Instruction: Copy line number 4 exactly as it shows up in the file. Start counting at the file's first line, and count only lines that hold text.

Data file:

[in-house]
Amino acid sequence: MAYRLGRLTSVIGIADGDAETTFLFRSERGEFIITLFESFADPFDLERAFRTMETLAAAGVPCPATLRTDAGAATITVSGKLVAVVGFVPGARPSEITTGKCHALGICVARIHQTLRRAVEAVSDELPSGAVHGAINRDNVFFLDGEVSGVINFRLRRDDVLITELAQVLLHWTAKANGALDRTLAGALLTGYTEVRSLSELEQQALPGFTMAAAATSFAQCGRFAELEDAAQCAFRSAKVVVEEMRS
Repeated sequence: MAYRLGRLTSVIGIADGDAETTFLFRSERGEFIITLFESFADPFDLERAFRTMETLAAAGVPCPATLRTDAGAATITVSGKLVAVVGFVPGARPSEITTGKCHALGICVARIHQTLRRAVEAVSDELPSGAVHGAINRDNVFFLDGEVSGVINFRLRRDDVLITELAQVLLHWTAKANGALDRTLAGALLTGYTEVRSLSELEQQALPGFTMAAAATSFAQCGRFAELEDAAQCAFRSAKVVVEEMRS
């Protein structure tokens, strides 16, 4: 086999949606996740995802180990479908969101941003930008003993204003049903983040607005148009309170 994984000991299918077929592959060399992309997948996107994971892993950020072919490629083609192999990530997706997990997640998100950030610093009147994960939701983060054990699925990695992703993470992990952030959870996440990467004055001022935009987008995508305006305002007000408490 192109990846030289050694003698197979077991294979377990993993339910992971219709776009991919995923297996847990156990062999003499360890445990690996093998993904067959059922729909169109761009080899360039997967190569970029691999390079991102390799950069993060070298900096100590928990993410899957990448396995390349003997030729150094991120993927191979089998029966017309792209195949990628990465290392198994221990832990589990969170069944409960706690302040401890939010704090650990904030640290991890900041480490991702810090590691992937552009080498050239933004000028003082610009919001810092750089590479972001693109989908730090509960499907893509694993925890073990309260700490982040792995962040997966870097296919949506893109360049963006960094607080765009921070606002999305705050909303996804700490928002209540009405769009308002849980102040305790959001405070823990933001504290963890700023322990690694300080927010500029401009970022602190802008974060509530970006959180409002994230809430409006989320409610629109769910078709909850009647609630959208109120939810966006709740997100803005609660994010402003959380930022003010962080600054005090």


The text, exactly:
């Protein structure tokens, strides 16, 4: 086999949606996740995802180990479908969101941003930008003993204003049903983040607005148009309170 994984000991299918077929592959060399992309997948996107994971892993950020072919490629083609192999990530997706997990997640998100950030610093009147994960939701983060054990699925990695992703993470992990952030959870996440990467004055001022935009987008995508305006305002007000408490 192109990846030289050694003698197979077991294979377990993993339910992971219709776009991919995923297996847990156990062999003499360890445990690996093998993904067959059922729909169109761009080899360039997967190569970029691999390079991102390799950069993060070298900096100590928990993410899957990448396995390349003997030729150094991120993927191979089998029966017309792209195949990628990465290392198994221990832990589990969170069944409960706690302040401890939010704090650990904030640290991890900041480490991702810090590691992937552009080498050239933004000028003082610009919001810092750089590479972001693109989908730090509960499907893509694993925890073990309260700490982040792995962040997966870097296919949506893109360049963006960094607080765009921070606002999305705050909303996804700490928002209540009405769009308002849980102040305790959001405070823990933001504290963890700023322990690694300080927010500029401009970022602190802008974060509530970006959180409002994230809430409006989320409610629109769910078709909850009647609630959208109120939810966006709740997100803005609660994010402003959380930022003010962080600054005090």